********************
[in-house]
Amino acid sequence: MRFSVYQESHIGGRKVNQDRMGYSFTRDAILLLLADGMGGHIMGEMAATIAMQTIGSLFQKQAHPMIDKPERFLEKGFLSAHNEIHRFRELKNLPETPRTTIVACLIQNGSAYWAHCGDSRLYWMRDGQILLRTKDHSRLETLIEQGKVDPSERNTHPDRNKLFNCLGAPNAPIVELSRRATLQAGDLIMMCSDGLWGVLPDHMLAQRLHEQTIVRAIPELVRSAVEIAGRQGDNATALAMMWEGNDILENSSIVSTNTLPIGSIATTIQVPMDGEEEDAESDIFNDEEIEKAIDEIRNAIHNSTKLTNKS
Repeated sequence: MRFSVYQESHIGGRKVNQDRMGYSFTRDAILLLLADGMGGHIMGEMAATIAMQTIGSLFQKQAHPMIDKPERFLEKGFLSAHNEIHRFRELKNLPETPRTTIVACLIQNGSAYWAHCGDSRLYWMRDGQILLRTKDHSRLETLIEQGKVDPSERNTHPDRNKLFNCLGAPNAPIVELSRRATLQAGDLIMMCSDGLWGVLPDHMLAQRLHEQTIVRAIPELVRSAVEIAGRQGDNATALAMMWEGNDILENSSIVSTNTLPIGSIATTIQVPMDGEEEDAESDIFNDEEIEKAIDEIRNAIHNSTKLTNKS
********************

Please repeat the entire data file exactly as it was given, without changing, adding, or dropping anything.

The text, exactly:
[in-house]
Amino acid sequence: MRFSVYQESHIGGRKVNQDRMGYSFTRDAILLLLADGMGGHIMGEMAATIAMQTIGSLFQKQAHPMIDKPERFLEKGFLSAHNEIHRFRELKNLPETPRTTIVACLIQNGSAYWAHCGDSRLYWMRDGQILLRTKDHSRLETLIEQGKVDPSERNTHPDRNKLFNCLGAPNAPIVELSRRATLQAGDLIMMCSDGLWGVLPDHMLAQRLHEQTIVRAIPELVRSAVEIAGRQGDNATALAMMWEGNDILENSSIVSTNTLPIGSIATTIQVPMDGEEEDAESDIFNDEEIEKAIDEIRNAIHNSTKLTNKS
Repeated sequence: MRFSVYQESHIGGRKVNQDRMGYSFTRDAILLLLADGMGGHIMGEMAATIAMQTIGSLFQKQAHPMIDKPERFLEKGFLSAHNEIHRFRELKNLPETPRTTIVACLIQNGSAYWAHCGDSRLYWMRDGQILLRTKDHSRLETLIEQGKVDPSERNTHPDRNKLFNCLGAPNAPIVELSRRATLQAGDLIMMCSDGLWGVLPDHMLAQRLHEQTIVRAIPELVRSAVEIAGRQGDNATALAMMWEGNDILENSSIVSTNTLPIGSIATTIQVPMDGEEEDAESDIFNDEEIEKAIDEIRNAIHNSTKLTNKS